I can’t think of a better way to kick off a book that’s not about today’s latest buzz word or tomorrow’s new shiny object, can you?
My friends over at Brains on Fire know better than most that it’s about people. They are the experts behind some of today’s notable and successful word of mouth movements. Their new book, aptly titled “Brains on Fire” (written by Robbin Phillips, Greg Cordell, Geno Church, and Spike Jones), graciously shares ten lessons when it comes to creating and sustaining a movement.
Movement? You’ve Lost Me.
Most marketers think in terms of campaigns. The problem with that thinking is that campaigns are short-term and are usually created with one purpose in mind: lead generation. Once the funnel is full and sales stops complaining or the sales quota has been met, it’s time to move onto the next campaign and product or service push. Come on; tell me you don’t live in that world? Say no and I’ll call you a fibber.
Campaigns are not sustainable. They burn out quickly. And with marketers pre-conditioned to think in terms of campaigns every new cool tool or trend becomes a new reason for yet another boring campaign.
Campaigns rely on traditional media (even social media) where cash buys the platform to talk about oneself in order to create awareness. Movements rely on word of mouth where others talk about you and real passion can’t be bought.
A movement is not a trend.
According to Brains on Fire, “A movement elevates and empowers people to unite a community around a common cause, passion, company, brand or organization.”
If this sounds like social media to you, you’d be wrong. Read on.
Lessons in Creating Movements
“Marketers have been brainwashed,” says Brains on Fire. The Four P’s, The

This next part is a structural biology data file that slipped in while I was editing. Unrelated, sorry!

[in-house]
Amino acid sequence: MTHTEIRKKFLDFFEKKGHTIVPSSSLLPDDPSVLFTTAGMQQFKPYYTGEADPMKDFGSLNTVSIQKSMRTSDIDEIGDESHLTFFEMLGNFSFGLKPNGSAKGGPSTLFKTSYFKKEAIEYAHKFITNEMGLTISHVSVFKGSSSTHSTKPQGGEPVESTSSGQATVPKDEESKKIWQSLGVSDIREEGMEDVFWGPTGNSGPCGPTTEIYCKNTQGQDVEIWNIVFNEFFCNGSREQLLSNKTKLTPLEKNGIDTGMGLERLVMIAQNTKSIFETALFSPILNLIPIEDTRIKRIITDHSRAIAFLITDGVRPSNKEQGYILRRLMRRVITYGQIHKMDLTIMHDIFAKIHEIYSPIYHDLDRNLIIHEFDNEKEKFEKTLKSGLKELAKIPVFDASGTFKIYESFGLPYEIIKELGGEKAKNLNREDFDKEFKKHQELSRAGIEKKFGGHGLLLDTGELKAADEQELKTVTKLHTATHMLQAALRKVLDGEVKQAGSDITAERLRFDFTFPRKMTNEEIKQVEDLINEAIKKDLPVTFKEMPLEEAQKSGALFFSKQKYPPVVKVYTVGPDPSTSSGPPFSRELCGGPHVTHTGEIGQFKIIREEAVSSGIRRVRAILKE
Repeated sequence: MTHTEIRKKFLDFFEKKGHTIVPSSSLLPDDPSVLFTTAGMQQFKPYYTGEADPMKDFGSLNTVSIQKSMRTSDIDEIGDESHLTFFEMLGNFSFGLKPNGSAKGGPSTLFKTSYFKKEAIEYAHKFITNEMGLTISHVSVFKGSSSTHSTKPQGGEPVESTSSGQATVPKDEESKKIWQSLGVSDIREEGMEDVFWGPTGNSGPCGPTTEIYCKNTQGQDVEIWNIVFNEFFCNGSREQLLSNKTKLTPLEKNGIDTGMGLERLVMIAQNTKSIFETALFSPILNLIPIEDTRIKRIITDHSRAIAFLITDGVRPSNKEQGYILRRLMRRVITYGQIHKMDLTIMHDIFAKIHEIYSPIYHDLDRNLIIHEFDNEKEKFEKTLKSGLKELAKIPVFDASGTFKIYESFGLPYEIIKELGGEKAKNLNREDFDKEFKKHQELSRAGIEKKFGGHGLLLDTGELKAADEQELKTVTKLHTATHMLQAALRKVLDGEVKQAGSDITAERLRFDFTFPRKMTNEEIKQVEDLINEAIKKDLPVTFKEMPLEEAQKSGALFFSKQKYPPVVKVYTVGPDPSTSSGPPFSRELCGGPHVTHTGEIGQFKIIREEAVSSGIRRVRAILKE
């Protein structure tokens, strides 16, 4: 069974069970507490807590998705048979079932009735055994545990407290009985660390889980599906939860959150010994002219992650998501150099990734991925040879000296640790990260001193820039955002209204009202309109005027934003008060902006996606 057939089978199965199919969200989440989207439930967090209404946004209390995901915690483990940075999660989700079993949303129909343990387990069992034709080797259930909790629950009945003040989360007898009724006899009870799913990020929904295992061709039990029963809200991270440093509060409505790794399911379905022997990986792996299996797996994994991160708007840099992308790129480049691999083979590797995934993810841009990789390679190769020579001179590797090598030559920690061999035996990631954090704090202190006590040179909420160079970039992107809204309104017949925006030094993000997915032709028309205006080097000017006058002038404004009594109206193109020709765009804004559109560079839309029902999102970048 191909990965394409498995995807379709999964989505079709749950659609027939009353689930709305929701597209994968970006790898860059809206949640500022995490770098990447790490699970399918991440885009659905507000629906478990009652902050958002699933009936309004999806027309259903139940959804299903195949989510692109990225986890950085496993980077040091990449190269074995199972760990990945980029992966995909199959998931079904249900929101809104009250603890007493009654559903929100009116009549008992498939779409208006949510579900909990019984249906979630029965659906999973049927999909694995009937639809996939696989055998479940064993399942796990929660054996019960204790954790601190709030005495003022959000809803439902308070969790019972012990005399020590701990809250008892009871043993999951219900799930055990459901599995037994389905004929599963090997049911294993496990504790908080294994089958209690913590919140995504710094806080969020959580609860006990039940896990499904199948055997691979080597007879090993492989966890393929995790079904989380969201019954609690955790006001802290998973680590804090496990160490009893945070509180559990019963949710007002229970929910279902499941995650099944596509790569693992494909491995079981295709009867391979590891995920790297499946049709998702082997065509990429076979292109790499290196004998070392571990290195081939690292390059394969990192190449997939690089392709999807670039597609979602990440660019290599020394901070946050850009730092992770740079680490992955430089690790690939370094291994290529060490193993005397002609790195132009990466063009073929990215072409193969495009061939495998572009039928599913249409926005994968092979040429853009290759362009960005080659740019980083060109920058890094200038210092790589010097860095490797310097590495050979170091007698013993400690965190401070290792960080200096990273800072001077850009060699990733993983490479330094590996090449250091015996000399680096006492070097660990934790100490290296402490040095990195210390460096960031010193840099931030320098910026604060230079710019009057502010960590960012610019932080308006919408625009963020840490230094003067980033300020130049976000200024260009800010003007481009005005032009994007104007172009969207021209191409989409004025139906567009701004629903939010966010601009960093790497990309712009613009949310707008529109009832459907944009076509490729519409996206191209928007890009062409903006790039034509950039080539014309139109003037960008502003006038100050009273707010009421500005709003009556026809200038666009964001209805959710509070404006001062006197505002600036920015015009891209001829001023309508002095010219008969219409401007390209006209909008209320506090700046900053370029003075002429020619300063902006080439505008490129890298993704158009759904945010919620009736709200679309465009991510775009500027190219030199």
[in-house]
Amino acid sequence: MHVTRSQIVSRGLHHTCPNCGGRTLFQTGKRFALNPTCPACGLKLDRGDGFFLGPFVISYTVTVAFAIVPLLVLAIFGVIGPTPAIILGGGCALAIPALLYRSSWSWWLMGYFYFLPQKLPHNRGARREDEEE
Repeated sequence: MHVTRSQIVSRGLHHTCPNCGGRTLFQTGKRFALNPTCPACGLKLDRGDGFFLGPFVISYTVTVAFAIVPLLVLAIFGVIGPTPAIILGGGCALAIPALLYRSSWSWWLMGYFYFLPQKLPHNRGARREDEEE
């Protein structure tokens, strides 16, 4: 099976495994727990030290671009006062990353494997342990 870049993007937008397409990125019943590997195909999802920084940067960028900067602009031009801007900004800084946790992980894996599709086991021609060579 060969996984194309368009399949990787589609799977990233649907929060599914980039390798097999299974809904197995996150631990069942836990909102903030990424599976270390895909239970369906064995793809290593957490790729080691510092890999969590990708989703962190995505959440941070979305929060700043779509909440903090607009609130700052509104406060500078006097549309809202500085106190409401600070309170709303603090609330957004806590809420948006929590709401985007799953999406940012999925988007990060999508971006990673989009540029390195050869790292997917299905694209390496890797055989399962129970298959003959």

Value Props, The Out-of-the-Box Thinking, The Processes…
Ouch! But they are right. While I am a marketer that loves theory (heck, I teach it!) my head hurts from thinking about how truly programmed I really am. Does yours?
And that’s why we all need to read this book! I won’t give away all of the brilliance that lies between the covers, you’ll just have to snack on the below list of movements until you pick up a copy. But I will say this book will forever change how you feel about marketing and your customers (or stakeholders or clients or whoever it is that you are passionate about).
Without further ado… 10 Lessons in Movements:
- Movements Aren’t About the Product Conversation; They’re About the PassionConversation
- Movements Start with the First Conversation
- Movements Have Inspirational Leadership
- Movements Have a Barrier of Entry
- Movements Empower People with Knowledge
- Movements Have Shared Ownership
- Movements Have Powerful Identities
- Movements Live Both Online and Offline
- Movements Make Advocates Feel Like Rock Stars
- Movements Get Results
Yeah, Movements Sound Cool But What About Making Money?
The BOF book covers many word of mouth movements, but the one movement that I refer to over and over is Fiskars and the Fisk-a-teers community. Why? Because it’s sustainable, it’s about people (i.e. customers, stupid!), and because they haven’t gone out of business yet by being customer-centric.
Get it? You CAN be customer-centric AND make money. Seems like a no-brainer, but so many organizations struggle with this concept.
If you haven’t heard about Fiskars, I’ll make it short and sweet for you (get the book for an in-depth look into the Fiskars word of mouth movement).
- Product: Scissors (the orange-handled ones we all love)
- Value Prop: Boring
- Movement: Scrapbookers
- Result: A community of over 6,000 evangelists
- Value to Fiskars: New product ideas, loyal customers, revenue
Is Your Brain on Fire?
When is the last time you were passionate about your customers? Seriously, I mean passionate. You know the kind of passion that makes your brain burn with ideas, thoughts and solutions that just won’t go away or the high that you get from seeing some monumental happen. Yeah, that kind of passion.
At the end of the day we should all have passion for one simple thing: Our customers.
[Disclaimer: I was provided an advanced free copy of Brains on Fire, devoured it in two days (rare for me), and learned a heck of a lot more than I knew the two days prior. I can only recommend buying this book if you are tired of your marketing campaigns not working, you are open to new ideas and you aren't looking for a pretty book to fill up your bookshelf.]